A few minutes after we locked step with the locked canal, a middle age man caught up to us. We shared the usual pleasantries when we’d learn that he actually lives on a narrowboat atop the canal. He told me about fifteen thousand people are believed to live afloat within Great Britain, but he only knew a few of them. I found this fascinating, naturally, and he and I conversed the entire way to Hebden, about a mile. I was torn: I wanted to take photos of the channel and bask in all its glory, but at the same time found this fellow and his life so utterly intriguing. Thankfully, Ruth snapped away, while he and I chattered away.
My impatience and excitement was probably all too obvious though, for when he ran into an old friend, a hippy-looking gal, I quickly thanked him for the talk and the lessons he had imparted (mainly about how the canals locks work) and continued on. We’d get our chance to take plenty of pictures again tomorrow as we retraced our steps and returned to the path, but dammit, I was here now! Carpe canal!
Hebden (pop: 4,500+/-) is known for a number of reasons, but all I knew was what I’d heard since starting our hike…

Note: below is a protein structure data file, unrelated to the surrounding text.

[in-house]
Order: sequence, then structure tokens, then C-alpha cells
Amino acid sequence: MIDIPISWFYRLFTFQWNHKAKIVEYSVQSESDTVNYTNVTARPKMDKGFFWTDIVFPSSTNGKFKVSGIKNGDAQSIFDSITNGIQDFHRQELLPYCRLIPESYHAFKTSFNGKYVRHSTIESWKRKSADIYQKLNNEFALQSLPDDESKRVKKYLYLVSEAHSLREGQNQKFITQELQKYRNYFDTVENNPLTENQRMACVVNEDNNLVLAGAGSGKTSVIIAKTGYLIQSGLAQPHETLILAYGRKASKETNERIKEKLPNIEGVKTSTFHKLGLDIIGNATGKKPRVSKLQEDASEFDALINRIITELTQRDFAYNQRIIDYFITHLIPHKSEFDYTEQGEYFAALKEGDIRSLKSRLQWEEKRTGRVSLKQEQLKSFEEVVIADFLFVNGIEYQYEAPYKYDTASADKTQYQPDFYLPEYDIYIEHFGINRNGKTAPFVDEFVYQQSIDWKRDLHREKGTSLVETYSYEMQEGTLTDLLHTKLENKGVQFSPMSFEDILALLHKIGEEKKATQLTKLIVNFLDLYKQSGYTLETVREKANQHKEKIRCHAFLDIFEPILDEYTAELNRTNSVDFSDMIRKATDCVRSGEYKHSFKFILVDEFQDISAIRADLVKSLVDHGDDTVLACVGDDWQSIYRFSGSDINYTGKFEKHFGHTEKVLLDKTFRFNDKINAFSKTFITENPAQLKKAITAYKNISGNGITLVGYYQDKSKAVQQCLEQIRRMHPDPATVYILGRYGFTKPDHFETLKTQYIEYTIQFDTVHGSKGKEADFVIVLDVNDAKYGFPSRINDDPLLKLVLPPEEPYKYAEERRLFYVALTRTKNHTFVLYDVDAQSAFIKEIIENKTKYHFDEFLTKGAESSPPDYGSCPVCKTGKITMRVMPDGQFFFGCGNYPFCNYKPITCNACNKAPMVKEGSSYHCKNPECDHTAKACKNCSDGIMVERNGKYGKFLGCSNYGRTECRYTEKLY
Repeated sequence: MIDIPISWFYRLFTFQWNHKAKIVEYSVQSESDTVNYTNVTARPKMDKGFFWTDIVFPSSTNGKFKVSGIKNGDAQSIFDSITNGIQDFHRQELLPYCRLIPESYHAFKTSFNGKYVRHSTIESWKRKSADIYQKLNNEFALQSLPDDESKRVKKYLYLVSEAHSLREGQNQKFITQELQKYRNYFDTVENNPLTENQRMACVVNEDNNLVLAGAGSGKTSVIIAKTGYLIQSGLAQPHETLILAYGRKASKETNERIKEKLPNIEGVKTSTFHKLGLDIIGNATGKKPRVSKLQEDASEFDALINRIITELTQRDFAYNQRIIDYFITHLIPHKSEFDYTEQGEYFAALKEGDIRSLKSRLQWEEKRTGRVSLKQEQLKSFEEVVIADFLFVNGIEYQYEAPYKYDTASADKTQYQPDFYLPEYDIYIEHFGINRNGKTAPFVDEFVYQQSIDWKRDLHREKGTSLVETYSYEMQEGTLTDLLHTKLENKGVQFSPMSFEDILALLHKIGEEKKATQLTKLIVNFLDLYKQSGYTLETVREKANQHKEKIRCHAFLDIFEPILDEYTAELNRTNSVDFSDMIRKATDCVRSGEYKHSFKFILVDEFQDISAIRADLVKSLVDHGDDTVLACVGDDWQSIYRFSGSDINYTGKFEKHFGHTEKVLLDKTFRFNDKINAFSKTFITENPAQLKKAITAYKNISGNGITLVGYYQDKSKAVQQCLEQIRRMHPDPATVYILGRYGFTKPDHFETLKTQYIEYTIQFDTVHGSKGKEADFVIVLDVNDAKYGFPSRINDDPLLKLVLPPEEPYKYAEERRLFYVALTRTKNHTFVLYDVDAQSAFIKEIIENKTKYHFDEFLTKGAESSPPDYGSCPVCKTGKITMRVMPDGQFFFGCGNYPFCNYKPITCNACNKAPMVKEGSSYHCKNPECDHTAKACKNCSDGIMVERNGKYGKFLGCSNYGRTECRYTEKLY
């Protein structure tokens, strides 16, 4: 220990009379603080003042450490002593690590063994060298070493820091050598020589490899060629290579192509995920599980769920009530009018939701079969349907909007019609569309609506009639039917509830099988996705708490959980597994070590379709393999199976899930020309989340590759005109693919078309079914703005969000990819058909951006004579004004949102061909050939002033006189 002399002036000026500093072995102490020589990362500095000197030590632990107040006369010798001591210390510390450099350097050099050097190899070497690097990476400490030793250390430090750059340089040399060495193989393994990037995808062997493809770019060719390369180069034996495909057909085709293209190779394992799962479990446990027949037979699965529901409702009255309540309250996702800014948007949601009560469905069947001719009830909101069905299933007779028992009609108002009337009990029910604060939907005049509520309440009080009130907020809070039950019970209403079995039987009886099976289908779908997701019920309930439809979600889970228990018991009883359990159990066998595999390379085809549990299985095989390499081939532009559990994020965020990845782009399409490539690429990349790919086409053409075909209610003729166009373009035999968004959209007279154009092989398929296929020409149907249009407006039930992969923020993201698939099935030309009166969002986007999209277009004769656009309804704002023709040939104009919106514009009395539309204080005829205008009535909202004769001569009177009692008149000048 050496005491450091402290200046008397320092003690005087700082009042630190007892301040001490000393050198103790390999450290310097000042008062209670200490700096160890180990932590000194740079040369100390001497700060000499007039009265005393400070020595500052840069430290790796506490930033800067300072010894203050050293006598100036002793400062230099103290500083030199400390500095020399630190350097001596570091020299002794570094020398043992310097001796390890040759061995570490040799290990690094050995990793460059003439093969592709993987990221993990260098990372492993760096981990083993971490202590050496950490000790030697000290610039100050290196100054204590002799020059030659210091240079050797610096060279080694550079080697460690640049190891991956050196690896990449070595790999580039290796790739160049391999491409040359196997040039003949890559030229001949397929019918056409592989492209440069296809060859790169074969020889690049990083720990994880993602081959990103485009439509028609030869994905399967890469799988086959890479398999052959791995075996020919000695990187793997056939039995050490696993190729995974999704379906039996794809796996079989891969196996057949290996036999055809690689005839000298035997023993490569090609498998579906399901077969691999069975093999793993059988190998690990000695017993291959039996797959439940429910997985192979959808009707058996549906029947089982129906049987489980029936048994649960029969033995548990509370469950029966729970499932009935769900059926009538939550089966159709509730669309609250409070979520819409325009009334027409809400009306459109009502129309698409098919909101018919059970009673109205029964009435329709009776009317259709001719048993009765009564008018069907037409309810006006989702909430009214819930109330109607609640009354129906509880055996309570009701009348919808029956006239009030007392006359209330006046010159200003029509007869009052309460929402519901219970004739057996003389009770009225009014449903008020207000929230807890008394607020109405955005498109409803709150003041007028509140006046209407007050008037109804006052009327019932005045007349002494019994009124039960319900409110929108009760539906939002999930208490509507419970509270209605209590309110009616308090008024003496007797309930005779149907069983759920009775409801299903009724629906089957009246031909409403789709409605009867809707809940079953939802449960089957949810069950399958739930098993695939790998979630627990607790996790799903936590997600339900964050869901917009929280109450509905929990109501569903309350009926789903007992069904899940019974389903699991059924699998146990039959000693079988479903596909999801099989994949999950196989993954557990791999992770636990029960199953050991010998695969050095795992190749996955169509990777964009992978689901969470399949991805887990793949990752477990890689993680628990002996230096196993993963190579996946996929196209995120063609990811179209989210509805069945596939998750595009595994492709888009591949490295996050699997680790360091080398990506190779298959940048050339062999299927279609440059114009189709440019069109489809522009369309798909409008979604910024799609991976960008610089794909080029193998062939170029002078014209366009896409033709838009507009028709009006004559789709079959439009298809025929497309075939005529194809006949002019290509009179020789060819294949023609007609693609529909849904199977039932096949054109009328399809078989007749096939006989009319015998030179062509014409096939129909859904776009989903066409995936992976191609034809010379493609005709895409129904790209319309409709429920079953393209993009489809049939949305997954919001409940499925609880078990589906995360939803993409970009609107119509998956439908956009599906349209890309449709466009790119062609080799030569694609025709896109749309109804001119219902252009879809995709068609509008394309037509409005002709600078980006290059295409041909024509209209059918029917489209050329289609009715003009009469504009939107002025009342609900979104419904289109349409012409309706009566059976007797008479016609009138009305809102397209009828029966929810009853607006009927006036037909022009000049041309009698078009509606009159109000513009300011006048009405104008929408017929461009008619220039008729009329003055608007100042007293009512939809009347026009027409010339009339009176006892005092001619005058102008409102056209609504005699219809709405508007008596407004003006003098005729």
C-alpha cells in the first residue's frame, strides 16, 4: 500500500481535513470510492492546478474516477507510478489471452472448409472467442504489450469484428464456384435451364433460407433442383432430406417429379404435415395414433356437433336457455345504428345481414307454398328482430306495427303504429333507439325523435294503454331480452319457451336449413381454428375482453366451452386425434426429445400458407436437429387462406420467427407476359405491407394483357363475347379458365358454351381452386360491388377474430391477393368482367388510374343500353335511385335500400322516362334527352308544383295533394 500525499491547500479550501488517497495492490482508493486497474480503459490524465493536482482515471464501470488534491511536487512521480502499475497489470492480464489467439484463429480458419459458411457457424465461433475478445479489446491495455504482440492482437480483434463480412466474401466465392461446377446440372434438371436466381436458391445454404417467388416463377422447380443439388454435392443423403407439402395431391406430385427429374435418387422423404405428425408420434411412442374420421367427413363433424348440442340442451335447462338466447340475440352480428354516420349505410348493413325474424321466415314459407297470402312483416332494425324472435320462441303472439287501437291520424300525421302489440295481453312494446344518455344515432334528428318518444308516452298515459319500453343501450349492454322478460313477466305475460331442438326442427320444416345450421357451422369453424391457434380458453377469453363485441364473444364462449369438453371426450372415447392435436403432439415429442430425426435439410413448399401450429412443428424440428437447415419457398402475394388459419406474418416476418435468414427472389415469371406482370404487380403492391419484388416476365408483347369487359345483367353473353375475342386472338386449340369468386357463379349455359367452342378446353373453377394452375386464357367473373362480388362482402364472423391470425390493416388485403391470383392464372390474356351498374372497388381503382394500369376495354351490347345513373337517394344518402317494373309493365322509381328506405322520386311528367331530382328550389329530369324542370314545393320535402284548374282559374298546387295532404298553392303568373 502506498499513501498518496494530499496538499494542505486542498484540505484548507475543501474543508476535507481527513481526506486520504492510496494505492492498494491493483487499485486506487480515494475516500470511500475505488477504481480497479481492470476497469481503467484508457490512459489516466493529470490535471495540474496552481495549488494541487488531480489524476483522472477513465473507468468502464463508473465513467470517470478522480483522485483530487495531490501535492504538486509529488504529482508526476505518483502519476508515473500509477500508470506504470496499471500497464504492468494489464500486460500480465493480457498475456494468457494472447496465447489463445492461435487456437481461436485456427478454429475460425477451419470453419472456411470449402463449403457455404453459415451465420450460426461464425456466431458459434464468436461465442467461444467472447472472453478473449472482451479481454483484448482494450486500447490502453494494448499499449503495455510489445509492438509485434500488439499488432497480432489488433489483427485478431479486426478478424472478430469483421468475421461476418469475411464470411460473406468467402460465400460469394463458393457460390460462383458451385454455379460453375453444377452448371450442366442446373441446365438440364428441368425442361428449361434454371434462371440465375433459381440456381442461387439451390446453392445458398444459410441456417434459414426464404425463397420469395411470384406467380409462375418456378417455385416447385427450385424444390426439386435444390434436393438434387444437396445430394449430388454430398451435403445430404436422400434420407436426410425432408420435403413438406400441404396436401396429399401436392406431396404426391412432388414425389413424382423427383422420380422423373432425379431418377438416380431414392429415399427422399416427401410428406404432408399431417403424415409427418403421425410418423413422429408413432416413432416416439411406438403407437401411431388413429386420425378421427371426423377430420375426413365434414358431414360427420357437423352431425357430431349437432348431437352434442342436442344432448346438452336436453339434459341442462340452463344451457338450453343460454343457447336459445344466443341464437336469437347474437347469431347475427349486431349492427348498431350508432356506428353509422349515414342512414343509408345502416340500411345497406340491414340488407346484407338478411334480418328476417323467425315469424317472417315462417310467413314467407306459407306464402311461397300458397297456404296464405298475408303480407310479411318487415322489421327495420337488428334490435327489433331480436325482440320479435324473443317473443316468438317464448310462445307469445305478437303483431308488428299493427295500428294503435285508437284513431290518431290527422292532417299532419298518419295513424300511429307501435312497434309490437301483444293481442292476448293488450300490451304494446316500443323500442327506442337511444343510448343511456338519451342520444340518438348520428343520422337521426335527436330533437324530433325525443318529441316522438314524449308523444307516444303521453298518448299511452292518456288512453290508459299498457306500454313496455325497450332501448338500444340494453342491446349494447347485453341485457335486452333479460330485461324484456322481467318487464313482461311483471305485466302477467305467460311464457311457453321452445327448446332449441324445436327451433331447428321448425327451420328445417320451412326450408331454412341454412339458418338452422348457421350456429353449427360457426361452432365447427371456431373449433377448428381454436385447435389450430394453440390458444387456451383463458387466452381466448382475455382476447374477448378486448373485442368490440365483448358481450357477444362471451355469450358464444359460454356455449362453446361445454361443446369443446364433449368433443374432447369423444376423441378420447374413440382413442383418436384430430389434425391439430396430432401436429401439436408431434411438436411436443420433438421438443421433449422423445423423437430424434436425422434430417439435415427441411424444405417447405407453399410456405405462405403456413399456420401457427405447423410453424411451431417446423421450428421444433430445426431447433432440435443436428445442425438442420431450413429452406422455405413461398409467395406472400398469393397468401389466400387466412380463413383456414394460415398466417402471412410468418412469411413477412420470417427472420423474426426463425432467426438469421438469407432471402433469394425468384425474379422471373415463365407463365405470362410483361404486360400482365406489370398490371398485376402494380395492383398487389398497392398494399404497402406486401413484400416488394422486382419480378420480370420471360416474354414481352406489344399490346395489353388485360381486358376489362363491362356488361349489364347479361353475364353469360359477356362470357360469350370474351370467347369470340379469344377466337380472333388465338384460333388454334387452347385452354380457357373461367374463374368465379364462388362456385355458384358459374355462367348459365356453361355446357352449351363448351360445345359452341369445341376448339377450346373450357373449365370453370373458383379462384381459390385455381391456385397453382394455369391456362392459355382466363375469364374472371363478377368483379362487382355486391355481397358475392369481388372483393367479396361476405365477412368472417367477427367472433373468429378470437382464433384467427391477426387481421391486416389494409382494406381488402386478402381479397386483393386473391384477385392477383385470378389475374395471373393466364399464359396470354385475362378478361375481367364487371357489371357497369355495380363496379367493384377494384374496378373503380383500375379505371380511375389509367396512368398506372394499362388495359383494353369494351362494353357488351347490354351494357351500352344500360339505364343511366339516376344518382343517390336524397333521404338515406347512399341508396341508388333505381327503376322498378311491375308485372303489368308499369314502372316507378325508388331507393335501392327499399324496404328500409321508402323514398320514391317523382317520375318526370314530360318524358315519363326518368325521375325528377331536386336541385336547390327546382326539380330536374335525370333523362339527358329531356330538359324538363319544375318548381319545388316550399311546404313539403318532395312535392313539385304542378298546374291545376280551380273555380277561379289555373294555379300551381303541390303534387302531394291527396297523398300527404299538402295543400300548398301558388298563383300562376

One, that it was worth the side-trip. No reasons were given for this, but we were assured it was worth our while. “Go, you’ll like it,” was about all we were told.
Two, it had been hit by some serious flooding already a few times this year. We’d soon catch plenty of evidence of this, as nearly half the stores were closed to repair the damage done.
And three, it had a “hippy element” that the UK so sorely lacks, an artsy-fartsy, New Age way about it. “Sorely,” said the fellow we’d been walking beside along the canal, “Because, let’s face it, the inhabitants of the UK are pretty uptight, stiff and mundane.” I wasn’t sure I agreed with his assessment, but it’s never a bad thing when there’s a little more flavor to experience.
Our first stop was to gather some groceries for the days ahead, whether flavorful or not, and then to locate our lodgings for the night, which Ruth had arranged via cell phone the previous evening. The grocery store was right on Hebden’s main strip and we’d already passed it, but we decided it was worth doubling back for (as food tends to be when starving).